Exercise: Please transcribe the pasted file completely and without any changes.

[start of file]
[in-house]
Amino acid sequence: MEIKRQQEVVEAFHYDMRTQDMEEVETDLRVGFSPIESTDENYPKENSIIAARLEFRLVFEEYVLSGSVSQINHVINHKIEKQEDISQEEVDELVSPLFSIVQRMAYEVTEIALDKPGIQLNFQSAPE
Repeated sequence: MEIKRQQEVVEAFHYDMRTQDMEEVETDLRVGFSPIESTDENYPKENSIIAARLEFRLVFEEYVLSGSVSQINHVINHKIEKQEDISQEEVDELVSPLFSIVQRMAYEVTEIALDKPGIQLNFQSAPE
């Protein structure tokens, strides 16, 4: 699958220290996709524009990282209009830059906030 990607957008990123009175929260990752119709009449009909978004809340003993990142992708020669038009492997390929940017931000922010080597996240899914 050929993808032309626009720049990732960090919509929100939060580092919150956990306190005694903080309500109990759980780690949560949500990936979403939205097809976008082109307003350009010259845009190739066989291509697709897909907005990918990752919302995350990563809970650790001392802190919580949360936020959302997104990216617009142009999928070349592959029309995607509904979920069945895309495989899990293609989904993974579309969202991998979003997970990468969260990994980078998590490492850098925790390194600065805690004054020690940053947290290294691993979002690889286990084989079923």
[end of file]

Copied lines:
[in-house]
Amino acid sequence: MEIKRQQEVVEAFHYDMRTQDMEEVETDLRVGFSPIESTDENYPKENSIIAARLEFRLVFEEYVLSGSVSQINHVINHKIEKQEDISQEEVDELVSPLFSIVQRMAYEVTEIALDKPGIQLNFQSAPE
Repeated sequence: MEIKRQQEVVEAFHYDMRTQDMEEVETDLRVGFSPIESTDENYPKENSIIAARLEFRLVFEEYVLSGSVSQINHVINHKIEKQEDISQEEVDELVSPLFSIVQRMAYEVTEIALDKPGIQLNFQSAPE
């Protein structure tokens, strides 16, 4: 699958220290996709524009990282209009830059906030 990607957008990123009175929260990752119709009449009909978004809340003993990142992708020669038009492997390929940017931000922010080597996240899914 050929993808032309626009720049990732960090919509929100939060580092919150956990306190005694903080309500109990759980780690949560949500990936979403939205097809976008082109307003350009010259845009190739066989291509697709897909907005990918990752919302995350990563809970650790001392802190919580949360936020959302997104990216617009142009999928070349592959029309995607509904979920069945895309495989899990293609989904993974579309969202991998979003997970990468969260990994980078998590490492850098925790390194600065805690004054020690940053947290290294691993979002690889286990084989079923």